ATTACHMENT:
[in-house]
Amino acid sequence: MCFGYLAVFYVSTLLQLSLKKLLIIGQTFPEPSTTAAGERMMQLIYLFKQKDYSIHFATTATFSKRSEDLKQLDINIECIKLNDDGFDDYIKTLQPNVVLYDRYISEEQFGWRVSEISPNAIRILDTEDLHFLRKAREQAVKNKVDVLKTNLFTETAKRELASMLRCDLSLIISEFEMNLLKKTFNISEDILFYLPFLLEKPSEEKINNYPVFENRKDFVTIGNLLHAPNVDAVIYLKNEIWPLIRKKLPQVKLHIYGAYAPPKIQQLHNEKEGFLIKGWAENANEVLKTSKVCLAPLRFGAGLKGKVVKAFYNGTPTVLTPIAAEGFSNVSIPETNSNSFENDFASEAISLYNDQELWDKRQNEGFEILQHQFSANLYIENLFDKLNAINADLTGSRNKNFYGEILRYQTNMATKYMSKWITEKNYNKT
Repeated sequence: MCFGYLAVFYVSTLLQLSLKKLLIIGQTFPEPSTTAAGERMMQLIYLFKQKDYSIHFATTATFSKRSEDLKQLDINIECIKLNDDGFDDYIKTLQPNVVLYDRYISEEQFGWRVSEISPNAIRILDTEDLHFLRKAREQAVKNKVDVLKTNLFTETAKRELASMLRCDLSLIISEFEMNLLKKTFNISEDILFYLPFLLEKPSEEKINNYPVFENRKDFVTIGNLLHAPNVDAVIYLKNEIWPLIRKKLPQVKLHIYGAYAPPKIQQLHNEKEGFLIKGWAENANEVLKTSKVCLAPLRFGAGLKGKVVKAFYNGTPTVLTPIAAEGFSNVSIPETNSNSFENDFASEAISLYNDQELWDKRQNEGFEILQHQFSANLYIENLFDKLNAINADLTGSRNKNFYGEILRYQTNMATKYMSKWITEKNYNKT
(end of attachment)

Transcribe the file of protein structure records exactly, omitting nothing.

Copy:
[in-house]
Amino acid sequence: MCFGYLAVFYVSTLLQLSLKKLLIIGQTFPEPSTTAAGERMMQLIYLFKQKDYSIHFATTATFSKRSEDLKQLDINIECIKLNDDGFDDYIKTLQPNVVLYDRYISEEQFGWRVSEISPNAIRILDTEDLHFLRKAREQAVKNKVDVLKTNLFTETAKRELASMLRCDLSLIISEFEMNLLKKTFNISEDILFYLPFLLEKPSEEKINNYPVFENRKDFVTIGNLLHAPNVDAVIYLKNEIWPLIRKKLPQVKLHIYGAYAPPKIQQLHNEKEGFLIKGWAENANEVLKTSKVCLAPLRFGAGLKGKVVKAFYNGTPTVLTPIAAEGFSNVSIPETNSNSFENDFASEAISLYNDQELWDKRQNEGFEILQHQFSANLYIENLFDKLNAINADLTGSRNKNFYGEILRYQTNMATKYMSKWITEKNYNKT
Repeated sequence: MCFGYLAVFYVSTLLQLSLKKLLIIGQTFPEPSTTAAGERMMQLIYLFKQKDYSIHFATTATFSKRSEDLKQLDINIECIKLNDDGFDDYIKTLQPNVVLYDRYISEEQFGWRVSEISPNAIRILDTEDLHFLRKAREQAVKNKVDVLKTNLFTETAKRELASMLRCDLSLIISEFEMNLLKKTFNISEDILFYLPFLLEKPSEEKINNYPVFENRKDFVTIGNLLHAPNVDAVIYLKNEIWPLIRKKLPQVKLHIYGAYAPPKIQQLHNEKEGFLIKGWAENANEVLKTSKVCLAPLRFGAGLKGKVVKAFYNGTPTVLTPIAAEGFSNVSIPETNSNSFENDFASEAISLYNDQELWDKRQNEGFEILQHQFSANLYIENLFDKLNAINADLTGSRNKNFYGEILRYQTNMATKYMSKWITEKNYNKT